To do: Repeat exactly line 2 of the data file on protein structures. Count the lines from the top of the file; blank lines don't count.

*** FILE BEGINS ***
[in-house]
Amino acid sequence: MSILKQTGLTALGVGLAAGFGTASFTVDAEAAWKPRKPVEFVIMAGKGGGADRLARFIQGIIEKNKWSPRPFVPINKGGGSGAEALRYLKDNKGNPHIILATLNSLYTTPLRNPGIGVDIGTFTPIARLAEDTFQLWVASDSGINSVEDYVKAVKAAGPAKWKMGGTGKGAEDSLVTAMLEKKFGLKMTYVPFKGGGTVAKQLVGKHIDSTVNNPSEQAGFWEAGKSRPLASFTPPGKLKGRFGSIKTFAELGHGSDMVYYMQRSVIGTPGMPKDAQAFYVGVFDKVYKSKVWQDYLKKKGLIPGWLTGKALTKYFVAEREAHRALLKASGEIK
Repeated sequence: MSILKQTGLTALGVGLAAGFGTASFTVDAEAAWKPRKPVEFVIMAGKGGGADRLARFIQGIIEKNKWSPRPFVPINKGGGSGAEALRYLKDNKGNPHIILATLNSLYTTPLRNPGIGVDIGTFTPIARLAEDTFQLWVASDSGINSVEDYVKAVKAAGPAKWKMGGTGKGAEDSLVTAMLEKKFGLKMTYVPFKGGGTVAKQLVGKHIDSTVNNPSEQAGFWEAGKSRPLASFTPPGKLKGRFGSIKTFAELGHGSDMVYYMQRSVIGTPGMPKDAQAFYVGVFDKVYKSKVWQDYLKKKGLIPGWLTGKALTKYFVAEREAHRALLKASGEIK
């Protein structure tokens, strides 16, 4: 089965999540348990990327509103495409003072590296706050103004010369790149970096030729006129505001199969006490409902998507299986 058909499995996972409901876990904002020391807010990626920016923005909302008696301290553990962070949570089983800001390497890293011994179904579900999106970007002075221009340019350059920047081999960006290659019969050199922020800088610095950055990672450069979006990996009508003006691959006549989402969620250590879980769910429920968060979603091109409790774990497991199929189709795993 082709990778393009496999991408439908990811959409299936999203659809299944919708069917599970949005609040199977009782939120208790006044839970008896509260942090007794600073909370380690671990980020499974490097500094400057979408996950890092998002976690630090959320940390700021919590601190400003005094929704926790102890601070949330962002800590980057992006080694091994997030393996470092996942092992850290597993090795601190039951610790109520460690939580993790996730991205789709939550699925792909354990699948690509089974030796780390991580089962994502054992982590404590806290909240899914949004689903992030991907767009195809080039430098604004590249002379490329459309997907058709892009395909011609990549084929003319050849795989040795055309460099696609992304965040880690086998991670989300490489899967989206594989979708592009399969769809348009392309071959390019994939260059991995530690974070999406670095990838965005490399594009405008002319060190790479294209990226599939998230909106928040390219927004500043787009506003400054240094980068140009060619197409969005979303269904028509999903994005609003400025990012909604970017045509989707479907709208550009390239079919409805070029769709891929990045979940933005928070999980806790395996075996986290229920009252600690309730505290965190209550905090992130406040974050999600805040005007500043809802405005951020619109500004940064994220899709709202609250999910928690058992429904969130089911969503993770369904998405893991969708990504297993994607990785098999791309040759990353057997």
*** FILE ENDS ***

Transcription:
Amino acid sequence: MSILKQTGLTALGVGLAAGFGTASFTVDAEAAWKPRKPVEFVIMAGKGGGADRLARFIQGIIEKNKWSPRPFVPINKGGGSGAEALRYLKDNKGNPHIILATLNSLYTTPLRNPGIGVDIGTFTPIARLAEDTFQLWVASDSGINSVEDYVKAVKAAGPAKWKMGGTGKGAEDSLVTAMLEKKFGLKMTYVPFKGGGTVAKQLVGKHIDSTVNNPSEQAGFWEAGKSRPLASFTPPGKLKGRFGSIKTFAELGHGSDMVYYMQRSVIGTPGMPKDAQAFYVGVFDKVYKSKVWQDYLKKKGLIPGWLTGKALTKYFVAEREAHRALLKASGEIK